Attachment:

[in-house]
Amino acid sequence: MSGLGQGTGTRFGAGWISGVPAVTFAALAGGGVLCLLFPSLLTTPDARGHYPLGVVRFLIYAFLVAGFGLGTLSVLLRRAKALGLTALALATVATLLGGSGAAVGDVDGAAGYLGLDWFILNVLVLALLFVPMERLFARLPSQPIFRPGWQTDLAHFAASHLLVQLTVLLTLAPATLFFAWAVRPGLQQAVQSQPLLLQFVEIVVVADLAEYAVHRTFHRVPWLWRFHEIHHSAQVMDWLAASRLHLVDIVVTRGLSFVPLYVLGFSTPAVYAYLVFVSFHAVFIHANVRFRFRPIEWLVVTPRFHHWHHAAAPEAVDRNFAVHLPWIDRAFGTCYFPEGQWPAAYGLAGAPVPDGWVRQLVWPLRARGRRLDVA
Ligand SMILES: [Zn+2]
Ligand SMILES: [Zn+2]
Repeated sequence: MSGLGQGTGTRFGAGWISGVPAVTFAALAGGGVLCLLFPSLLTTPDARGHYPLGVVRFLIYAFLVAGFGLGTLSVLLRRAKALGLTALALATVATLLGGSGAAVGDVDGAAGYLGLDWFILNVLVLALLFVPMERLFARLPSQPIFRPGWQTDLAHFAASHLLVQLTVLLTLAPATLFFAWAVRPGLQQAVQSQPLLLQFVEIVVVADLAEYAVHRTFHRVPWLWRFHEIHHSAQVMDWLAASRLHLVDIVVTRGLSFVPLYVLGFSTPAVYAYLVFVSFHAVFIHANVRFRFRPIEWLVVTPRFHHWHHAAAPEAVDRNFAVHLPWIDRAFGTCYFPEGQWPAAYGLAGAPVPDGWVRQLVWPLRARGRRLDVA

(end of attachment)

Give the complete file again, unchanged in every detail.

[in-house]
Amino acid sequence: MSGLGQGTGTRFGAGWISGVPAVTFAALAGGGVLCLLFPSLLTTPDARGHYPLGVVRFLIYAFLVAGFGLGTLSVLLRRAKALGLTALALATVATLLGGSGAAVGDVDGAAGYLGLDWFILNVLVLALLFVPMERLFARLPSQPIFRPGWQTDLAHFAASHLLVQLTVLLTLAPATLFFAWAVRPGLQQAVQSQPLLLQFVEIVVVADLAEYAVHRTFHRVPWLWRFHEIHHSAQVMDWLAASRLHLVDIVVTRGLSFVPLYVLGFSTPAVYAYLVFVSFHAVFIHANVRFRFRPIEWLVVTPRFHHWHHAAAPEAVDRNFAVHLPWIDRAFGTCYFPEGQWPAAYGLAGAPVPDGWVRQLVWPLRARGRRLDVA
Ligand SMILES: [Zn+2]
Ligand SMILES: [Zn+2]
Repeated sequence: MSGLGQGTGTRFGAGWISGVPAVTFAALAGGGVLCLLFPSLLTTPDARGHYPLGVVRFLIYAFLVAGFGLGTLSVLLRRAKALGLTALALATVATLLGGSGAAVGDVDGAAGYLGLDWFILNVLVLALLFVPMERLFARLPSQPIFRPGWQTDLAHFAASHLLVQLTVLLTLAPATLFFAWAVRPGLQQAVQSQPLLLQFVEIVVVADLAEYAVHRTFHRVPWLWRFHEIHHSAQVMDWLAASRLHLVDIVVTRGLSFVPLYVLGFSTPAVYAYLVFVSFHAVFIHANVRFRFRPIEWLVVTPRFHHWHHAAAPEAVDRNFAVHLPWIDRAFGTCYFPEGQWPAAYGLAGAPVPDGWVRQLVWPLRARGRRLDVA